Saliva. Just the word can conjure an array of images in your imagination. From salivating at a delicious meal to studying Pavlov’s dogs to watching a baseball player spit, life is full of saliva! And that’s a good thing because saliva is very important for oral and overall health. Problems with saliva can lead to dry mouth, cavities, and bad breath. Read more below from North Reading dentist, Dr. Judy Marcovici to learn more about your saliva.
Composition of Saliva Saliva is 98% water. It also contains electrolytes, mucus, enzymes, hormones, and antibodies. Saliva travels to all parts of your mouth via “saliva ducts.” Saliva is made in your salivary glands and the contents come from your blood. Ancient doctors believed saliva and blood were “brothers” when it comes to a person’s wellness.
Because saliva is so similar to blood, research is growing on how to use saliva samples to test for diseases. Saliva samples are already used to test for HIV, but studies are finding you can also detect breast cancer, oral cancer, gum disease, and viral hepatitis in your saliva! Saliva samples can also help doctors understand a person’s immune system.
Functions of Saliva
Your saliva is hugely important for hygiene, digestion, wellness, and more. Some functions of saliva include:
Calcium, fluoride and phosphate ions keep teeth healthy and strong
Antibacterial compounds fight disease in your mouth and prevent cavities and infections
Helps you taste your food
Moistens your food and enzymes break it down to aid digestion
Washes food and debris off your gums and teeth
Maintains countless overall health functions that we learn more about every day
The more you chew, the more saliva you make. If you have problems chewing, or if your mouth seems overly dry, it’s important to see the dentist right away. People usually make less saliva at night, which is why it’s extra important to brush your teeth before bed.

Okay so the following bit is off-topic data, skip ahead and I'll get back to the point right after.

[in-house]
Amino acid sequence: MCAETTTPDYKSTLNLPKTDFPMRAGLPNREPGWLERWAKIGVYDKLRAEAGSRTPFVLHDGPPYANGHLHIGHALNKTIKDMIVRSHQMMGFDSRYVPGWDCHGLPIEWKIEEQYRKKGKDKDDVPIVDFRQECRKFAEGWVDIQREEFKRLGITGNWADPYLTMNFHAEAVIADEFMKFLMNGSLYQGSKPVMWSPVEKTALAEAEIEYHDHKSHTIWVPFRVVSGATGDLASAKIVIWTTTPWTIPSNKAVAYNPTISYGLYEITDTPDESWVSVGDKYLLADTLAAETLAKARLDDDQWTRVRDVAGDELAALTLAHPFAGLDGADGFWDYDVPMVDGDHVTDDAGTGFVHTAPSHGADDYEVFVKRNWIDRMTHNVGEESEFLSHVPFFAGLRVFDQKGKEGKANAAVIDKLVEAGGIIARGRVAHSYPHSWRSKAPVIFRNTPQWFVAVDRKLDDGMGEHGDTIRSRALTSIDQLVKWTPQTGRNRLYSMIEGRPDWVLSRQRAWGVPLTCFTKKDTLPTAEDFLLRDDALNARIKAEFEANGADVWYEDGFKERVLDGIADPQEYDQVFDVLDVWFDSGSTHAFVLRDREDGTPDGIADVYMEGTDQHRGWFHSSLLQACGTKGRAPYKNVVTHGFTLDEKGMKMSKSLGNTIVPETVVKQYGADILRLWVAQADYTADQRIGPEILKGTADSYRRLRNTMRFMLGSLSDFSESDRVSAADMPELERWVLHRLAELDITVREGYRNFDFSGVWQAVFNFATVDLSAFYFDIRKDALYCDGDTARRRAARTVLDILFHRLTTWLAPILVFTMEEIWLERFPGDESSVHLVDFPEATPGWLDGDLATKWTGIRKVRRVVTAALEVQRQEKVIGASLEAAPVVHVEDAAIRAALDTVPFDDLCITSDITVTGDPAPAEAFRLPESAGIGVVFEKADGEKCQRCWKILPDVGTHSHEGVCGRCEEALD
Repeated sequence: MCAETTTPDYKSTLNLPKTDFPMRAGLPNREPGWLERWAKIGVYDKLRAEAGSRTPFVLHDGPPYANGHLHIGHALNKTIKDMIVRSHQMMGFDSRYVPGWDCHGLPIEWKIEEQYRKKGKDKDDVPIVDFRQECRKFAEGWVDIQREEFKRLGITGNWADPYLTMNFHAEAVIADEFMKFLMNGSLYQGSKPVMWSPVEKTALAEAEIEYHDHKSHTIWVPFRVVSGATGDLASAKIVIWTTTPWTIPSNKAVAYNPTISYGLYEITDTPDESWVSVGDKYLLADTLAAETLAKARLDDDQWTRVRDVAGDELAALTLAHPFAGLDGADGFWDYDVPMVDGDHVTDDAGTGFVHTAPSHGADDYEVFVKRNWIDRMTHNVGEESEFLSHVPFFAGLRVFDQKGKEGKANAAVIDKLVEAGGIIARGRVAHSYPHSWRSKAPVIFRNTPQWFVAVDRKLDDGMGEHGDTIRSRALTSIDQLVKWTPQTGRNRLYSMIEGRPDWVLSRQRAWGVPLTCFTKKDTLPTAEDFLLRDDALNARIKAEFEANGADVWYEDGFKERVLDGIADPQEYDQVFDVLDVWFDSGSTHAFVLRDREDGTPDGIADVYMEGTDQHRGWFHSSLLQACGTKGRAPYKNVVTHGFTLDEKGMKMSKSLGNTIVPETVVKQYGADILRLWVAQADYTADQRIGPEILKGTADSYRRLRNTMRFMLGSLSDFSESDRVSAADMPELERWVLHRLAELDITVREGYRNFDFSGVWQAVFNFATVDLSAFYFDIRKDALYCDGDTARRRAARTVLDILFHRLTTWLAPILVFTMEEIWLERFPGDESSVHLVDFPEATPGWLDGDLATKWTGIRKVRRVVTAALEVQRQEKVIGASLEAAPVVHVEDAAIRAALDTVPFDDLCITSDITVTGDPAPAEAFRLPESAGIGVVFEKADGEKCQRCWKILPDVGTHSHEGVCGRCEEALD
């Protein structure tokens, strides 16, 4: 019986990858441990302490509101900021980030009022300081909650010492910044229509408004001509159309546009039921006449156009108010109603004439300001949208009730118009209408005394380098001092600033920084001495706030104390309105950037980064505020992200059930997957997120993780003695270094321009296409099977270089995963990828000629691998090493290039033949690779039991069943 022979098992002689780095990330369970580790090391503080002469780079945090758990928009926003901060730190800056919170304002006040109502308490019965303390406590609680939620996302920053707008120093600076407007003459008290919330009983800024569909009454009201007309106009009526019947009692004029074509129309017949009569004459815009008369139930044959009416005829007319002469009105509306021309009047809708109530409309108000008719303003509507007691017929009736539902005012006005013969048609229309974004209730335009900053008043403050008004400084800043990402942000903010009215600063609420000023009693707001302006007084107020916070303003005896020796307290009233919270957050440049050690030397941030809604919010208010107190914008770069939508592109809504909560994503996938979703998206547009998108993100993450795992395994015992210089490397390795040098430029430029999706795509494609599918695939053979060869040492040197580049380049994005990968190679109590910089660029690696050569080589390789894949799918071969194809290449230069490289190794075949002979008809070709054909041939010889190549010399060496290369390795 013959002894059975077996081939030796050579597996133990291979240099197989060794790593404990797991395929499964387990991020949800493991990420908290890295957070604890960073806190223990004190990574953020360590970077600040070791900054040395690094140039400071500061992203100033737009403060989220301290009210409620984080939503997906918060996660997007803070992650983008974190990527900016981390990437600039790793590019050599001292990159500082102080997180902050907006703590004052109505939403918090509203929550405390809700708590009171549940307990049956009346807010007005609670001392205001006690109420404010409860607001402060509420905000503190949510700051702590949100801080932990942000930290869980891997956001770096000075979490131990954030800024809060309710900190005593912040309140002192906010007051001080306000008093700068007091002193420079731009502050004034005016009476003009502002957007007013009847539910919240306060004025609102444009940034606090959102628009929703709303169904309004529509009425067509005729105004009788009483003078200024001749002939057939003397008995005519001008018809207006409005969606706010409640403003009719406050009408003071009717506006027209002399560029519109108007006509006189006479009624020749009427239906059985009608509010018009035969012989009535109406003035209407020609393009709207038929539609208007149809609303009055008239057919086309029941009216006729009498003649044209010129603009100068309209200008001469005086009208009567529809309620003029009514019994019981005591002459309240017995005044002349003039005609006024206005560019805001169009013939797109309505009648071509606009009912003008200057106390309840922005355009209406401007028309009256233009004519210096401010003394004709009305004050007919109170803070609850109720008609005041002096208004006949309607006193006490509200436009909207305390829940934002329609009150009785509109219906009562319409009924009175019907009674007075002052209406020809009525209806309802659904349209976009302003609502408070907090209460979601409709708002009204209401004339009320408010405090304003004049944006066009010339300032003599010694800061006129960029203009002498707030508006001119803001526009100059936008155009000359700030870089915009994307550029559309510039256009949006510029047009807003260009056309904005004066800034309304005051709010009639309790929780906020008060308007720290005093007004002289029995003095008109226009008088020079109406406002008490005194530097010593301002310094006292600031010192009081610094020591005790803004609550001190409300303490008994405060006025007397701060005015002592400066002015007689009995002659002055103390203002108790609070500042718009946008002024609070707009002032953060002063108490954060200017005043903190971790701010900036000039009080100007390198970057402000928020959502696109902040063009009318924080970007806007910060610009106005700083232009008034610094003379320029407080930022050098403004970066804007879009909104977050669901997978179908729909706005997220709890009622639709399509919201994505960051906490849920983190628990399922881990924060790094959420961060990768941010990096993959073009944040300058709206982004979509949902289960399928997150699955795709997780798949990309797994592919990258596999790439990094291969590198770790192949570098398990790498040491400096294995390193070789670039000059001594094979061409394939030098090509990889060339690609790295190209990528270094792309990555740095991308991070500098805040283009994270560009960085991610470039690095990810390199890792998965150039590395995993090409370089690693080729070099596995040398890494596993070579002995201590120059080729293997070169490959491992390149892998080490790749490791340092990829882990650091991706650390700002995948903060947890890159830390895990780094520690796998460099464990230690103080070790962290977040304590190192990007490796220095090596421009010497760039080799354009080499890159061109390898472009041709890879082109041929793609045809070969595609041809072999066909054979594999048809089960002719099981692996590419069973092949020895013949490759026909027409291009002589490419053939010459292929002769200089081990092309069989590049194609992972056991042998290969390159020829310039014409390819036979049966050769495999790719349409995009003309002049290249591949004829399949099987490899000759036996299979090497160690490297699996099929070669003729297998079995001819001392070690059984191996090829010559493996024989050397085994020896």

Health Risks & Benefits of Saliva
Your health depends on your saliva and having just enough of it. Without saliva, you would be very uncomfortable, have trouble eating, and your breath would smell awful. Smoking, certain diseases, and prescription medicines can cause saliva deficiency.
It can also be a problem if your body makes too much saliva (hello, drool). A dentist or doctor can treat you for either too little or too much saliva. Remember to avoid contact with another person’s saliva if they have a contagious illness because spit can carry those germs.
Treating a saliva imbalance can have many benefits for your overall health, including things like:
Male pattern baldness
Cold body temperature
Inability to absorb calcium
Trouble conceiving children
It’s easy to take your spit for granted, but you’ll notice right away if anything is wrong with it. If you have any questions about saliva or how it’s related to your health, make an appointment at Inertia Dental today. We can help you achieve your best oral health and overall wellness!
The content of this blog is not intended to be a substitute for professional medical advice, diagnosis, or treatment. Always seek the advice of qualified health providers with questions you may have regarding medical conditions.
About Judy Marcovici, DMD
Dr. Judy is patient-focused with a gentle touch and an easygoing chairside manner—people first, teeth second. Patient comfort is her priority, and relaxation of anxious patients is a challenge she welcomes. In her free time, she loves spending time with her family, enjoying the outdoors, and traveling. She speaks both English and Hebrew.